Nature Uganda

Vultures’ status uplifted during Vulture Awareness day 2022

The residents of Kampala woke up to a rather unusual Saturday on the 10th of September. Starting off at the Uganda Museum, a media truck accompanied by staff and members of Nature Uganda took to the streets to raise awareness and carry out vulture counts. These were part of the planned activities to mark International Vulture Awareness Day.

Held every first Saturday of September, the day aims at creating awareness on the plight of vultures. Misunderstood birds that play a critical role in the wellbeing of the environment.

would otherwise rot and cause problems of disease for humans and animals.

Without them, it’s not a stretch of imagination to see levels of disease transmission rise. This is because a single vulture has been estimated to be worth over US$ 11,000 just for its cleaning services. By halting the spread of diseases, vultures help reduce the health burden.

Beyond this, they are also known to clear up dead carcasses on the roads and have been known to help in monitoring the illicit activities of poachers due to their tendency to make overhead circling in places where poachers are. In so doing, vultures help national park management in tracking down poachers.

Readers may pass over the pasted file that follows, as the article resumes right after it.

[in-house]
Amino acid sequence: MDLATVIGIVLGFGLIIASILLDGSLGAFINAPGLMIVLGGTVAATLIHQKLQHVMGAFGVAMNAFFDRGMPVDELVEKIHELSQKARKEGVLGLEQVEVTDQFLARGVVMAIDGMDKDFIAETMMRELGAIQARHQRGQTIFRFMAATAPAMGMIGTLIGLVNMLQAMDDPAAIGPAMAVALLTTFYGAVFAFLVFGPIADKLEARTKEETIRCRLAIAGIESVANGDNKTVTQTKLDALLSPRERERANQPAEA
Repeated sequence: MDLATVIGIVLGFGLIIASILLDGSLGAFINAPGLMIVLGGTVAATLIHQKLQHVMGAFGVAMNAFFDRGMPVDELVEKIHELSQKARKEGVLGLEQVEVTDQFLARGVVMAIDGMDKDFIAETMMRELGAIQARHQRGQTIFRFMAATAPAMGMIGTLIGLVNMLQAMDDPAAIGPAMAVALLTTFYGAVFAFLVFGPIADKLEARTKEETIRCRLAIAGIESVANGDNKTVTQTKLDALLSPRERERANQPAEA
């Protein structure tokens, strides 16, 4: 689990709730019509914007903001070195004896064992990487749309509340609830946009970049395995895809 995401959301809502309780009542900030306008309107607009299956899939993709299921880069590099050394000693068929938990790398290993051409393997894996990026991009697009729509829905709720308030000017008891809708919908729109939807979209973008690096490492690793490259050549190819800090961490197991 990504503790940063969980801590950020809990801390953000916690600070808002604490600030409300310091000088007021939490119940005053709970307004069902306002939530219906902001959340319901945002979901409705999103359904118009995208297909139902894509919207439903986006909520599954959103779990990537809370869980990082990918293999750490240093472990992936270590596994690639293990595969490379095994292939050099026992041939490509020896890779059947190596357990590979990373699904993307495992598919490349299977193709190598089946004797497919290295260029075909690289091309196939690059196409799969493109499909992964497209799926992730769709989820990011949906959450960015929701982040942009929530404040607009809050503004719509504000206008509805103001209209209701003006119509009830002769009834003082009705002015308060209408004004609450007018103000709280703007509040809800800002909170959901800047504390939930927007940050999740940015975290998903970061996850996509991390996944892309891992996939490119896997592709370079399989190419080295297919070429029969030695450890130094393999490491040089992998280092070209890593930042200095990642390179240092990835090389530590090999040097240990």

Results: Teams that participated in the counts produced results and a total of One hundred sixty-eight (168) individuals of vultures were recorded, all of which were hooded vultures. None of the other big four vulture species- Palm-nut Vulture Gypohierax angolensis, (African White-backed Vulture Trigonoceps occipitalis, Ruppells Vulture Gyps rueppellii, White-headed Vulture Trigonoceps occipitalis and Lappet-faced Vulture Torgos tracheliotos) were recorded, these are known to occur in the Savanna parks of Uganda.  

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